GET IT OFF YOUR CHEST

Women's Health (UK) - - CONTENTS - VIC­TO­RIA JOY

Those feel­ings you bot­tle up? Let ’em all out, for your health

As the lat­est re­search finds that bot­tling up your emo­tions can ac­tu­ally cause chronic dis­eases such as cancer, the stiff up­per lip, that bas­tion of Bri­tish­ness, may well be do­ing you more harm than good. So go on, get it all off your chest – it re­ally is good to talk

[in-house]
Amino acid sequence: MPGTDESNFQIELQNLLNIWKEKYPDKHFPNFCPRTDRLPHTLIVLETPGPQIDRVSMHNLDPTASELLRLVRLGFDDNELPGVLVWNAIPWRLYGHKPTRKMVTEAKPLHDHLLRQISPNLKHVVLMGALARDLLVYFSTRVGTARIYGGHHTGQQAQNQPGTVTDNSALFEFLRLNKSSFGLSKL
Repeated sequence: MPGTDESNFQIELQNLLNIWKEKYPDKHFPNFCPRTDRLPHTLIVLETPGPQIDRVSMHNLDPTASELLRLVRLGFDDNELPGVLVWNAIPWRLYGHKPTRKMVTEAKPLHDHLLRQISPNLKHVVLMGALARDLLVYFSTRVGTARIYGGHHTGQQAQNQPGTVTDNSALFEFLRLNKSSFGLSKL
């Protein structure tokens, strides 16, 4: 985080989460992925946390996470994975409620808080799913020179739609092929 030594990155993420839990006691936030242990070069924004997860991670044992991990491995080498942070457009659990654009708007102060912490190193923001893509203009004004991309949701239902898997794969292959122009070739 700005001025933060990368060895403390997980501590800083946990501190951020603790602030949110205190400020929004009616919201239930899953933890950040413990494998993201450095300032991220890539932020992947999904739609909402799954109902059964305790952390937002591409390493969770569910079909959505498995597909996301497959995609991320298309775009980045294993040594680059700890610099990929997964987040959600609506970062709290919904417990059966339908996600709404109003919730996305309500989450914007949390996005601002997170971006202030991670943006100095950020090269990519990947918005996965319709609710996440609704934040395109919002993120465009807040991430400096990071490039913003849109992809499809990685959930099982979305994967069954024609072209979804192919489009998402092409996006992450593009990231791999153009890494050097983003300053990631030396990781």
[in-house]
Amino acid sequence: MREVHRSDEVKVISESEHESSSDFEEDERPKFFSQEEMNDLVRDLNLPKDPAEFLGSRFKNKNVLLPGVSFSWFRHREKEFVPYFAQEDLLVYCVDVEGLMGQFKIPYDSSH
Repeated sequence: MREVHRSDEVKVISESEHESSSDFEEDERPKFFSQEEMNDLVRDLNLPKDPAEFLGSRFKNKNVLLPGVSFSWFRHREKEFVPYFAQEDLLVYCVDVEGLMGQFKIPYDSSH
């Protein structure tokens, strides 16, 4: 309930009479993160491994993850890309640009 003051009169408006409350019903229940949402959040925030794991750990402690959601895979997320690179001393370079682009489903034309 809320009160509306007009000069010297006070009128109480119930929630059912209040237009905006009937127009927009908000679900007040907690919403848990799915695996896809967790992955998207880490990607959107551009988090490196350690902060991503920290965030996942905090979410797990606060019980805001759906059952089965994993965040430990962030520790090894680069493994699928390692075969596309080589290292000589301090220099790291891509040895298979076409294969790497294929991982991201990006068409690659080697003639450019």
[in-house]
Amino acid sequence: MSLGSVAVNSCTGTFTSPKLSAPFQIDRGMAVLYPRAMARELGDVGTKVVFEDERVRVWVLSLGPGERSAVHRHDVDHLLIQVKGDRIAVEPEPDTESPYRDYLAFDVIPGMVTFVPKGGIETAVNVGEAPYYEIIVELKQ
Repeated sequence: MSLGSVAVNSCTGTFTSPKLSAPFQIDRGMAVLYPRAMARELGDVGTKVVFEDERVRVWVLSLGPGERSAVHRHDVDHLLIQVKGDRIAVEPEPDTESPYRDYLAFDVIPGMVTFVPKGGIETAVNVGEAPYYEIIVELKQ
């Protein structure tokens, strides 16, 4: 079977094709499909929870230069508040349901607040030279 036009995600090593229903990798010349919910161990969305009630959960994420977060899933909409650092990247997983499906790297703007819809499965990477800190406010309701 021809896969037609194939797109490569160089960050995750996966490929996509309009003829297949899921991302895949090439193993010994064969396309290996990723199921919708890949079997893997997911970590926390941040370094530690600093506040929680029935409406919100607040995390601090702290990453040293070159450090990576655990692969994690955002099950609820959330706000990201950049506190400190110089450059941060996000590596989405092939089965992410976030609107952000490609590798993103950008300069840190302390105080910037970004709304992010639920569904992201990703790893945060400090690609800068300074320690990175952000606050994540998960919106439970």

Be hon­est – when was the last time you said ‘I’m fine’? Last week? Yes­ter­day? Right be­fore you started read­ing this? If you ac­tu­ally are fine, well then, that’s fine. But it’s quite pos­si­ble you just said it. Don’t want to make a fuss, do you? Only here’s the thing: re­search sug­gests that do­ing ex­actly that – not mak­ing a fuss – could ac­tu­ally be harm­ful to your health. Turns out there’s some­thing to be said for un­pack­ing the true feel­ings you’ve crammed deep down in­side, coiled tighter than Tom Hardy’s buns in Taboo. And for learn­ing to express your emo­tions. ‘Most of us box up our feel­ings be­cause we don’t want them to dis­rupt our day-to-day lives or open up a can of worms, but the sci­ence sug­gests it doesn’t work,’ says psy­chol­o­gist Dr Su­san David. ‘They’re bound to come out at some point – in a less pro­duc­tive, less man­age­able way.’ A prob­lem shared is a prob­lem halved and all that, but it’s a chal­lenge: 75% of Brits don’t feel com­fort­able talk­ing about their feel­ings*, and a poll con­ducted by Ox­ford’s So­cial Is­sues Re­search Cen­tre found a wor­ry­ing 19% of you can’t re­mem­ber the last time you ex­pressed your true emo­tions. Time to sound those alarm bells. BET­TER OUT THAN IN ‘Learn­ing to express your emo­tions, par­tic­u­larly neg­a­tive feel­ings you tend to shy away from, can help you work out the causes be­hind those emo­tions, the fac­tors feed­ing into them and how best to shift your per­spec­tive to one that’s more pos­i­tive and bet­ter at cop­ing,’ says Sarah Stein Lubrano of The School Of Life, a London-based or­gan­i­sa­tion with a fo­cus on teach­ing and de­vel­op­ing emo­tional in­tel­li­gence (EI). There’s no doubt that nur­tur­ing EI is a good thing, and ex­perts agree that ex­press­ing a full breadth of emo­tions is a big part of that process. Plus, re­search shows re­press­ing your emo­tions doesn’t just make for awk­ward si­lences and in­ner rage, but can ac­tu­ally take its toll on your phys­i­cal health as well as your men­tal well­be­ing. Given the num­ber of stud­ies that prove too much stress in the body leaves it more sus­cep­ti­ble to chronic ill­ness, it makes sense that stor­ing emo­tional tur­moil makes that health risk all the more real. Re­search* has re­vealed a di­rect link be­tween phys­i­cal health and emo­tion, with par­tic­i­pants who could more ef­fi­ciently reg­u­late their feel­ings re­port­ing bet­ter gen­eral health. The team be­hind the study sug­gested the se­cret lies in the amyg­dala, a group of neu­rons found deep within the brain, which acts as a path­way be­tween emo­tional reg­u­la­tion and phys­i­cal well­be­ing – though the ex­act process isn’t yet known. Equally, Ger­man psy­chol­o­gists con­ducted re­search into the link be­tween re­pres­sive cop­ing ‘IT FEELS SCARY TO USE WORDS YOU’RE NOT USED TO’ mech­a­nisms and the preva­lence of par­tic­u­lar dis­eases in­clud­ing cancer, car­dio­vas­cu­lar dis­ease, asthma and di­a­betes. They found that those they deemed ‘re­pres­sive cop­ers’ had a sig­nif­i­cantly higher risk of suf­fer­ing from one of th­ese dis­eases, es­pe­cially cancer and high blood pres­sure. BREAK THE SI­LENCE So, why aren’t you all shar­ing al­ready? There are many cam­paigns chal­leng­ing men­tal health stigma and the take-up of talk­ing ther­a­pies is in­creas­ing. Yet, while statis­tics from the Bri­tish As­so­ci­a­tion for Coun­selling and Psy­chother­apy re­port that the num­ber of peo­ple seek­ing ther­apy has in­creased from a fifth to a quar­ter in just four years, that stiff up­per lip still ex­ists.